Amy's Adventures in Darfur

I started this blog when I left for Darfur in June 2006. I was working as a midwife with MSF aka "Medecins Sans Frontiers" aka "Doctors without Borders" but this blog contains my own opinions and stories- not those of MSF. It is less political than I want it to be and I have been unable to post stories about certain topics due to the fact that this is on the internet and accessible to anyone. I wish I could tell you all of the stories but since I can't, I will tell you the ones that I can...

Saturday, October 07, 2006

a date with Habillah

pepe before

pepe after

i'm not kidding when i say that the frogs are everywhere. this was what i found in my mug one morning.

this was written and sent the day before "almost done", which is why i refer to my "email last night" as being so dark and down. my computer connection leaves much to be desired. read "almost done" before this one if you want to keep them in chronological order. not that this blog is even close to being in chronological order. nevermind.

i realize, as i start to write this, that by sending this email i am likely to start hearing the word "bipolar" being whispered as i pass clusters of people at family functions and social gatherings for years to come. thankfully i'm ok with that. it's just that today was SUCH a fantastic day. it was like i had a little date with habillah and we totally fell in love. i know, i know, my email last night was so dark and down and now i'm writing about this wonderful day i had. so i need medication. so what?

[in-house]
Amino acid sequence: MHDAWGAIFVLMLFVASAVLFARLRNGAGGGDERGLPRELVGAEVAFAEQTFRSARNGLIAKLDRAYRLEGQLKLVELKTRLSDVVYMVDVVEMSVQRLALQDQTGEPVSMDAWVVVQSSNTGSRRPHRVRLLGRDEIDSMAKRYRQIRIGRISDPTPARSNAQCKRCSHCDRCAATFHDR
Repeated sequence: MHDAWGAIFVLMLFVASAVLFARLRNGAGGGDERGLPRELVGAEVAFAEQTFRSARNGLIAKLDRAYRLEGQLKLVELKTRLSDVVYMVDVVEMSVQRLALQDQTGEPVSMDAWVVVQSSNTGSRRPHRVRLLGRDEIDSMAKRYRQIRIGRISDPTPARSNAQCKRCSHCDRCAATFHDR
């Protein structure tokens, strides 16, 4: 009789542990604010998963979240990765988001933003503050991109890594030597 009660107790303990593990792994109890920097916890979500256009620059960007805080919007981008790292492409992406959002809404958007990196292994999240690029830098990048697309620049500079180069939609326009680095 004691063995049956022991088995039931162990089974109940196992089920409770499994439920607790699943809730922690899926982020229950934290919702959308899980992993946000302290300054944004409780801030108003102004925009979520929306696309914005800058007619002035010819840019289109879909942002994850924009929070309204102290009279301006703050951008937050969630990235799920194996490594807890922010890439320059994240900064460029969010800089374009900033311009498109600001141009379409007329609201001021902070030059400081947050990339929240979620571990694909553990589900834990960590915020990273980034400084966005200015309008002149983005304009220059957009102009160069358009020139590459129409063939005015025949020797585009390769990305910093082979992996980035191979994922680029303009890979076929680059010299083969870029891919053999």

my day started early. really early. way before 4am, which i know because it's Ramadan. what does Ramadan have to do with anything? let me tell you.... Ramadan is the month where Muslims fast all day. this means that our staff don't eat or drink anything all day long, in this horrific heat, and then when night falls they get to eat and drink again. one way that they manage not to die is to eat their meals throughout the night. this is accomplished by eating their first meal at dusk, then snacking throughout the night (napping in between) and then rising really really early to make their last meal before 5am. i know how early they get up because they make very sure that everyone knows how early they get up. they accomplish this by walking through the village beating metal on metal at around 4am to wake up the women so they can cook their last meal of the night. they do this for at least an hour. most nights i lay in bed thinking that they are lucky i'm just too damn lazy to get up and get my slingshot out, because i'm a pretty good shot. last night i was already awake by then so i just debated going out to join them. i haven't slept much in the last three nights. three nights ago i was called to an emergency haemorrhage and for the last two nights i have lain awake, unable to fall asleep. they were those nights where you lie on your stomach for a few minutes and then you're not comfortable. you turn on to your right side for a few minutes and then you're not comfortable. you turn on to your back for a few minutes and then you're not comfortable. you turn on to your right side for a few minutes and then you're not comfortable. you turn on to... you get the picture. it's basically a never-ending quest for a comfortable position and a part of the bedsheet that isn't hot and sweaty. so yeah, i was awake for at least an hour before i heard the banging. this is actually good because on the nights when it wakes me up it sounds, through my earplugs, like gunshots that are right outside my window, which sends surges of adrenaline though me that keep me awake for another couple of hours. i far prefer being awake already. but i digress....